This book addresses three major questions about law and legal systems: (1) What are the defining and organizing forms of legal institutions, legal rules, interpretive methodologies, and other legal phenomena? (2) How does frontal and systematic focus on these forms advance understanding of such phenomena? (3) What credit should the functions of forms have when such phenomena serve policy and related purposes, rule of law values, and fundamental political values such as democracy, liberty, and justice? The answers not only provide articulate conversancy with the subject but also reveal insights into the nature of law itself, as well as allied subjects.
Part I. Introduction, Basic Concepts, Definitions, and General Approach: 1. Introduction; 2. Basic concepts and definitions; 3. General approach; Part II. The Forms of Discrete Legal Phenomena: 4. Forms of institutions - legislative; 5. Forms of precepts - rules; 6. Form and content within a rule - continued; 7. Forms of nonpreceptual law - contracts and related property interests; 8. Forms of legal methodologies - statutory interpretation; 9. Forms of sanctions and remedies; Part III. The Form of a Legal System and its Operation: 10. The basic form of a legal system as a whole; 11. Cumulative and synergistic effects of legal forms - a schematic practical application.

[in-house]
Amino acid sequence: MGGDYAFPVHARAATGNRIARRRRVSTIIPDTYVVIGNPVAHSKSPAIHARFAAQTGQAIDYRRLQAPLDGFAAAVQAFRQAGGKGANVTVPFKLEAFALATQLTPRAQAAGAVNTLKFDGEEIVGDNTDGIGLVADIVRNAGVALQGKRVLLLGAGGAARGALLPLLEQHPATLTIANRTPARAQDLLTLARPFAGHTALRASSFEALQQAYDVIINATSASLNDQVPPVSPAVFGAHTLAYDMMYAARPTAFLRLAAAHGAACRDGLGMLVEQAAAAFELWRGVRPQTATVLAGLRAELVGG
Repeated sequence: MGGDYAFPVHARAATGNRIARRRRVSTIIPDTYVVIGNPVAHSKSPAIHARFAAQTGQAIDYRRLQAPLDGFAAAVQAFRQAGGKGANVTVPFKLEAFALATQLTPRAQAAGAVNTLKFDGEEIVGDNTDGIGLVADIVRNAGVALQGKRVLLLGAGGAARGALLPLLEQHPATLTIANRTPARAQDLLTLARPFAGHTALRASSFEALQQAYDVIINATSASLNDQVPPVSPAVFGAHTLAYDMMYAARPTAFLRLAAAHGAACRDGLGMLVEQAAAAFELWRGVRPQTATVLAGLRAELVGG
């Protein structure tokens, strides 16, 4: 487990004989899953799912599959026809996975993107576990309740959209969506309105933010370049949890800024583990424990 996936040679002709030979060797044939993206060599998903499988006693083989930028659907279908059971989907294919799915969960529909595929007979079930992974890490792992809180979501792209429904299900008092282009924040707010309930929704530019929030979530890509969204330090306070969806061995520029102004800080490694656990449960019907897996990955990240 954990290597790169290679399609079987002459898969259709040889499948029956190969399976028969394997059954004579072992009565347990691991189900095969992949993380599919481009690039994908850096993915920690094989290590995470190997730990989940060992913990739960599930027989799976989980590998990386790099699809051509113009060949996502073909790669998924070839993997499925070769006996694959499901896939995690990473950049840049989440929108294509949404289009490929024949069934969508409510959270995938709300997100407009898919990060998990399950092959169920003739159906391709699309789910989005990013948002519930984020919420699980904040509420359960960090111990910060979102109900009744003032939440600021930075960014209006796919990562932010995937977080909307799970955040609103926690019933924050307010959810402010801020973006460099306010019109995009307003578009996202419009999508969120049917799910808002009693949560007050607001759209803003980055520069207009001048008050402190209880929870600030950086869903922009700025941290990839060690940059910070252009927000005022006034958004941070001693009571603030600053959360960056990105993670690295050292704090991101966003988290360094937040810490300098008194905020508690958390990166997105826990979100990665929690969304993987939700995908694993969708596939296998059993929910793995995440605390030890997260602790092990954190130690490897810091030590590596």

"The author's form-oriented approach to legal phenomena breaks important new ground in jurisprudence and legal theory. It adds a wealth of valuable insights into the way legal phenomena work that are left out of a rule-oriented approach."
Philip Soper, Campbell Professor of Law, University of Michigan
"The quest for a modern explicit theory combining legal formality with substantive justice and other ends is a most rewarding venture, as the author here demonstrates."
--Okko Behrends, Professor of Law, University of Göttingen, Germany
"It has for too long been considered bad form to speak well of form and formality in law. Professor Summers' fascinating book challenges long held assumptions and casts a bright light on neglected issues in jurisprudence - a masterpiece."
--Sir Neil MacCormick QC, Regius Professor of Public Law, University of Edinburgh, Scotland
"Professor Robert Summers has been a significant figure in analytical legal philosophy for many years. Over the last three decades, he has written a number of articles, and in some of the most prominent law journals, on the form-centered approach to legal theory that is given a detailed elaboration in this book. Many readers will welcome a book-length reconsideration and elaboration of themes Professor Summers has been discussing throughout his long career."
--Brian Bix, F.W. Thomas Professor of Law and Philosophy, University of Minnesota